In particular, I'm struck by the reverence he shows for the process of
reconciliation. So much fiction relies on an us-against-them morality that it's
become truly refreshing to read something more honest and ambiguous. George
tries his level best to find solutions that are fair to all sides -- not cynically, to gain
favor, but because that is the only way he knows how to remain himself, remain
honest and honorable in his own eyes. We have to try for genuine goodness even
when -- especially when -- no one else is watching.
And true to real life, to the ways that humans band together to invent language so
that they might transmit experience, George learns how to be great by
remembering the tales his mother told when she was alive, for there is a gentle
wisdom to be found in the telling of stories, in the generation-spanning tools made
of sound that she uses to teach him how to live. We hear them too: there is pain
and death and longing and sorrow, yes, but the moral universe feels . . . right. It
rings true, and while I read the stories within stories, I simply felt good. The
worlds of words felt ancient and deep.
Harrison's writing itself is restrained, and yet there is a surging undercurrent of
passion underneath it all. The language of the story is so bleakly, heartbreakingly
plain that I'm afraid some people will miss how beautiful and elegant it is in the
sheer simplicity and clarity of prose.
For this is a dark love story that explores hard questions, and it deserves to be read
almost especially by the people who mistakenly think that they will find nothing of
value in it.
The young lovers are chaste and their relationship muted by their tragic
circumstances, but it's all the more romantic and even almost erotic for all that.
They are as children yet, and then suddenly grown, on that cusp between innocence
and adult responsibility. They learn to truly love each other only after their
commitment is assured, pulling close and then apart again, a tension and spark that
is true and painful as life. There is a sadness to their relationship, that glorious
melancholia of two hearts struggling to find a way to comfort each other, to find
the ache inside and hold it tight to soothe it. There is pain in the joy and joy in the
pain, for they lose and gain friends because of their love. We see the tangible
warmth between them that they shroud modestly in elegant words, to be unlaced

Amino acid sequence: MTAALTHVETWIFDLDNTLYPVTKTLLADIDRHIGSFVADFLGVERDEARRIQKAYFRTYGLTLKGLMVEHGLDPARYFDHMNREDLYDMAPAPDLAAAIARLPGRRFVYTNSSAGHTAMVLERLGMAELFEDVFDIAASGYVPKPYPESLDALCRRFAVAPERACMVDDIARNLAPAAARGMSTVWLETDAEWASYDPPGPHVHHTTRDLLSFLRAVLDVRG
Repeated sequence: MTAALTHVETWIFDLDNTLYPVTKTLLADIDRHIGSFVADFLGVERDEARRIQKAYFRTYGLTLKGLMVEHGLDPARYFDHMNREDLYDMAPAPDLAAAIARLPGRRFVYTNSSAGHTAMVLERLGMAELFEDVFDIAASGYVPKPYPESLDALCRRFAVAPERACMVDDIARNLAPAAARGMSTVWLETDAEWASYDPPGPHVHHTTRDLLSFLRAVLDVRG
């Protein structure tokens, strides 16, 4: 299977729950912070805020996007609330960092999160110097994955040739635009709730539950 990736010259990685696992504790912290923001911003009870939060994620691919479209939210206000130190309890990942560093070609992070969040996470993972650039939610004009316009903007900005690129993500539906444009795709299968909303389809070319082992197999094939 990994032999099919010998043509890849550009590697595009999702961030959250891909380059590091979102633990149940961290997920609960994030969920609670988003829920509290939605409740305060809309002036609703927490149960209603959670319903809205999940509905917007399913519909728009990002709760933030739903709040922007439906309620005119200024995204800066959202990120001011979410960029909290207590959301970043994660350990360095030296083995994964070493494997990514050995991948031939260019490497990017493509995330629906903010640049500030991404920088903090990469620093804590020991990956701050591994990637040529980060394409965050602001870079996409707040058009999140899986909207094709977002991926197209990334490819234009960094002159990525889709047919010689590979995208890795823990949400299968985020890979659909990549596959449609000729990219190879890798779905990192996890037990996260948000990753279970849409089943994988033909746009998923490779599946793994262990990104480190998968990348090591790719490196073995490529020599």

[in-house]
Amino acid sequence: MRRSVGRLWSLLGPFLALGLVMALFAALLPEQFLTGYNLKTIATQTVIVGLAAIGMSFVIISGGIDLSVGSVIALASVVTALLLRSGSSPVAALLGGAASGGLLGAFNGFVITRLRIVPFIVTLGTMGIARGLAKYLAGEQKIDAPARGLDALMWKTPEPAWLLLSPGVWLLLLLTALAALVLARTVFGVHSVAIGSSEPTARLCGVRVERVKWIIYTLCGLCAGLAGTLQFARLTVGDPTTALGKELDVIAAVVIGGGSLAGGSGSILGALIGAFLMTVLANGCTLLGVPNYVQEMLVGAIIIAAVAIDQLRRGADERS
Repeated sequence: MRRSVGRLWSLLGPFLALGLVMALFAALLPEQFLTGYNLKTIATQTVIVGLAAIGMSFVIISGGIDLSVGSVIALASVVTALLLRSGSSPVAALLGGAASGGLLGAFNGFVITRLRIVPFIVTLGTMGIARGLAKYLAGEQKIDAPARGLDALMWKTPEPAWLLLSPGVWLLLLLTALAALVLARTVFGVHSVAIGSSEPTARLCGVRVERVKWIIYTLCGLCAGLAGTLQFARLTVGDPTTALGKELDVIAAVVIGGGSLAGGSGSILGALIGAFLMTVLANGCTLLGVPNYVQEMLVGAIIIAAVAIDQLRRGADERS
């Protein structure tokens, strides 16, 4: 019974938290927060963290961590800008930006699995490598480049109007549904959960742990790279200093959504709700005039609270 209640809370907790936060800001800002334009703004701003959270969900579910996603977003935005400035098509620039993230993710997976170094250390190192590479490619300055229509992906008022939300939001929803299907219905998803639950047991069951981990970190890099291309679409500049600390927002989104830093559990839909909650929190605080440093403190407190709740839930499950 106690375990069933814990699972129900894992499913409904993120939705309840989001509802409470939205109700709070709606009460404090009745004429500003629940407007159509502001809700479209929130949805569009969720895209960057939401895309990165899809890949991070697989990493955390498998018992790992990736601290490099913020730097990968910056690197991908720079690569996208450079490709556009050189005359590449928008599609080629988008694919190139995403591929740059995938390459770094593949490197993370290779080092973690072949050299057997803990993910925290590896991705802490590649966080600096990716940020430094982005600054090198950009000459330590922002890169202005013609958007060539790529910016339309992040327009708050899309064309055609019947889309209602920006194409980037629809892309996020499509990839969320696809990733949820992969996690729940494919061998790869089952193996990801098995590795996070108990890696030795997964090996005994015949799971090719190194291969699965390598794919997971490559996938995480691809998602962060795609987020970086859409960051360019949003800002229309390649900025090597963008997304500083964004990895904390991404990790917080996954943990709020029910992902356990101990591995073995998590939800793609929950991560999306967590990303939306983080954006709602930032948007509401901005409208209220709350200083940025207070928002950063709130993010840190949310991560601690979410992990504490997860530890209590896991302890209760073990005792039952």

and revealed only by the most tender of touches. Love is an action, a belief, a
choice, not just a mindlessly empty lust-induced chemical haze released at the
culmination of a chase.
And even the romance is not the end, for the story is trying to explicate the exact
differences between many types of relationships. It all comes to a head when the
Princess asks George to tell her, to explain to her why he is different from the King.
For above all, this story is about fathers. In this day when even the idea of
fatherhood is often seen as something irrelevant, to be cast aside as if it were not
really necessary, this story shows the difference a good father can make in the life
of his child. It also shows the hidden agony of parenthood that children never
recognize, the terrible ways in which fathers can hurt their children even when they
mean to love them most. How profoundly a father's love or lack thereof can shape
a child's world. The awe-fear-love-hate roiling mix of emotions that surge through
a girlchild as she watches her father intently, minutely, learning from his every
movement, and judging his judgment by her own high standards.
No wonder Harrison dedicated the book to her own father.
He should be proud. The book is wise and deep, full of everything from subtle
political games -- who has authority, why and how is it bestowed, what is moral
for a leader to do -- to the big themes like prejudice and discrimination. It's done
quietly, though, in the margins, less showy, more effective. The teens who read this
will carry it in their memories as a profoundly life-shaping story to cling to even
when they're not aware of it. The shape of it will stay with them, the choices they
remember themselves making when they were immersed in these characters of
goodwill trying to do good work in the world, who care so deeply about what is
right that they learn to live with the consequences of their actions even when they
don't turn out as planned.
I know my life is better for having read it, anyway.